New research shows the World Bank Group favours investing in the financial sector despite numerous negative cases which cast doubt on whether investing in financial intermediaries is an effective poverty reduction strategy. In late April the IFC’s proposed $15 million loan to the Honduran commercial bank Davivienda was criticised by 28 civil society organisations including the Movement of Unified Campesinos in Aguan (MUCA) and Oxfam International.
They called on the World Bank board to question the financial intermediary loan which has a focus on small and medium sized enterprises but has been identified as having environmental and social risks, including “biodiversity impacts, and pollution” and in “some instances child labour, land disputes, and impacts on indigenous and other vulnerable communities.” The board was due to discuss the investment end April but did not. Board sources indicated that it is likely the project will be ‘streamlined’ in a few months time meaning it will not come before the board for discussion. The CSO letter states: “we find it disturbing that this project is not classified as high risk despite the IFC admitting it could provoke land disputes and affect vulnerable communities.”
The letter continues, “given that a similar IFC loan to Banco Ficohsa is under audit by the CAO, and only this month the IFC released a revised Dinant action plan, it would seem to undermine the IFC’s recent commitments to learn lessons and put right its mistakes in the Dinant case to go ahead with investments that have not looked at the contextual risks of an investment in Honduras” (see Bulletin May 2014). The letter states: “we believe there is a strong likelihood that Banco Davivienda has financial ties to Corporación Dinant and other companies involved in conflicts related to land acquisitions.” In January the Compliance Advisor Ombudsman (CAO), the IFC’s accountability mechanism, published an audit report strongly criticising the IFC for its $30 million loan to palm oil producer Dinant which is alleged to have been involved in human rights abuses, including the killing, kidnapping and forced eviction of farmers in the Bajo Aguán region (see Observer Winter 2014).
World Bank Group prioritises financial intermediaries
Bretton Woods Project April report Follow the money found that the financial sector is now the largest beneficiary of World Bank Group investment, receiving $36 billion between July 2009 and June 2013 from the International Finance Corporation (IFC), the Bank’s private sector arm. Over the same period the World Bank’s public sector arms committed $22.1 billion to health and $12.4 billion to education. Investments in trade finance and other financial intermediaries represented 62 percent of total IFC investment in the last fiscal year.
Assessing the IFC’s portfolio of financial sector investments, the report revealed a trend for funding to commercial banking rather than small and medium enterprises, and towards upper-middle-income countries, such as Russia, Brazil, China and Turkey, despite the poor living predominantly in low-income and lower-middle-income countries. The report follows civil society criticism of IFC financial intermediary lending to client banks linked to alleged land grabs in Cambodia and Vietnam, and a dam in Guatemala which has led to intimidation and assassinations (see Observer Spring 2014).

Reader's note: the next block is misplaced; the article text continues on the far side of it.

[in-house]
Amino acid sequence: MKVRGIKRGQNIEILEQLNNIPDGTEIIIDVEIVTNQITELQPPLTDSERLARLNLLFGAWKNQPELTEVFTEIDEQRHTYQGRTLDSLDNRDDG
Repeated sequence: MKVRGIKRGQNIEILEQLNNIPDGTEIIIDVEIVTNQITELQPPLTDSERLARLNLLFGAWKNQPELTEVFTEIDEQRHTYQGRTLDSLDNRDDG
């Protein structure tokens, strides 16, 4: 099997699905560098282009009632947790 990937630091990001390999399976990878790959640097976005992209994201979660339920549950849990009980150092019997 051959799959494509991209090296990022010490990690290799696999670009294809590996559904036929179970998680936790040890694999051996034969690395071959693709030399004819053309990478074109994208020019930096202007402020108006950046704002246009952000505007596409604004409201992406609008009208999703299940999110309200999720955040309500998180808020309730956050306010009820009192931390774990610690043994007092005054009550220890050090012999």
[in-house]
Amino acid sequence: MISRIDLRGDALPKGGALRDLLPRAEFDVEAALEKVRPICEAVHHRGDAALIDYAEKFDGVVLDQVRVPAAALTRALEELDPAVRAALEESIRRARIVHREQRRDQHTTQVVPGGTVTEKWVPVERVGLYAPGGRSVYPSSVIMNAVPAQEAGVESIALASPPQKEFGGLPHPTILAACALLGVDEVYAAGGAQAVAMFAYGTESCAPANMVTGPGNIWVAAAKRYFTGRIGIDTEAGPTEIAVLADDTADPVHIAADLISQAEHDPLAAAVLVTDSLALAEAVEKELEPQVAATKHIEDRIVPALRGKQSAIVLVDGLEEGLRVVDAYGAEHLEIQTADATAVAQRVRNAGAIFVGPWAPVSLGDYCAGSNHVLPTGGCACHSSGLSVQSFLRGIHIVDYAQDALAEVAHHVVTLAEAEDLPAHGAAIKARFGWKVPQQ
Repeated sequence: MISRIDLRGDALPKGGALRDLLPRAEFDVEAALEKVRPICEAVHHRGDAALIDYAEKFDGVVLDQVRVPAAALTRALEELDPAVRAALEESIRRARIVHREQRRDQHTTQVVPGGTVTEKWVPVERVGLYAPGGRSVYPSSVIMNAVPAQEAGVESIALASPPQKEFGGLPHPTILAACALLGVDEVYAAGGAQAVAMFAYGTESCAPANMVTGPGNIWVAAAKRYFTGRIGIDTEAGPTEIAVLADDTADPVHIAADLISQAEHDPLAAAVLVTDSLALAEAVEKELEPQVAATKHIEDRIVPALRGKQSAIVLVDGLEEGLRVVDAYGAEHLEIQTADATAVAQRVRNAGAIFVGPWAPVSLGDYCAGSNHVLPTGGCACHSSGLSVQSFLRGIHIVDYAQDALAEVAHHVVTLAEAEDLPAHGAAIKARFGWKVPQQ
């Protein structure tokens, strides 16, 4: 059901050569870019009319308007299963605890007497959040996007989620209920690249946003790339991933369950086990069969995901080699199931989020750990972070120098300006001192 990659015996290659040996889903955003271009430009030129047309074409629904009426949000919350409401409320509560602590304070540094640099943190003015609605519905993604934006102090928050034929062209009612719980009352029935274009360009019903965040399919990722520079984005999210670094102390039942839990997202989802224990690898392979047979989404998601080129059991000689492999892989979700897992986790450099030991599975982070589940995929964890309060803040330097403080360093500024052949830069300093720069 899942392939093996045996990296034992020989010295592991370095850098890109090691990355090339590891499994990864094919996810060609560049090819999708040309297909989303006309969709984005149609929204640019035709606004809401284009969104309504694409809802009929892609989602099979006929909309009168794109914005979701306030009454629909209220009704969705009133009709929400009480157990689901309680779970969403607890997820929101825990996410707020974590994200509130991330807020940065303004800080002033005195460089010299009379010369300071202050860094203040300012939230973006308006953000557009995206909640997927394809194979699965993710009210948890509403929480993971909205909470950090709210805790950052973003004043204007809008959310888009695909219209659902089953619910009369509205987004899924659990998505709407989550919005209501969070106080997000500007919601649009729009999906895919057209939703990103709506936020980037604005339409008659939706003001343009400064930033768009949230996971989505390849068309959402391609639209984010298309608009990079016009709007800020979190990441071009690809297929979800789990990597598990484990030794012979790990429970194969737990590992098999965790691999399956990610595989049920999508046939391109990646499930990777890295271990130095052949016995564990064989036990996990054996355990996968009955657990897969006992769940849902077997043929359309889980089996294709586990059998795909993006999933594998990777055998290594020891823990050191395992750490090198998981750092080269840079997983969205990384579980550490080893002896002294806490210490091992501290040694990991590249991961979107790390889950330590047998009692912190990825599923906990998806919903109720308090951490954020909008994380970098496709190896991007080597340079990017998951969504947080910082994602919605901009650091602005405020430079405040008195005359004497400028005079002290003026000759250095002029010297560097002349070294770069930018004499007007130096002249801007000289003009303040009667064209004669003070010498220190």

Controversial financial intermediary investments in India
In February a report from Indian civil society group the Research Collective (PSA) analysed commercial bank financing of projects that are causing severe problems for local communities, including two projects supported by the IFC via financial intermediaries. In the case of the Kamalanga coal thermal power plant (see Update 85), “the affected communities contend that the project has violated basic environmental and social norms leading to loss of livelihood, loss of land and damage to environmental and natural resources.” In the case of the Lafarge Surma Cement project (see Bulletin Feb 2014), the company’s “blatant violation of environmental and social norms of the country, even while being financed by international financial institutions and banks which have independent safeguards to alleviate social and environmental harm, goes to show that we cannot rely on international mechanisms to protect our human and environmental life.”
The Research Collective concluded: “Exploiting this gap in lending regulation in India, international financial institutions are making use of national financial institutions as financial intermediaries to channelise unaccountable and non-transparent lending to projects which are in violation of their internal safeguard principles” and that “without a firm, democratically accountable and transparent system to regulate and oversee the rapid flow of finances into projects, the price we pay as a country for the interim damage can be far heavier than the benefits of growth itself”.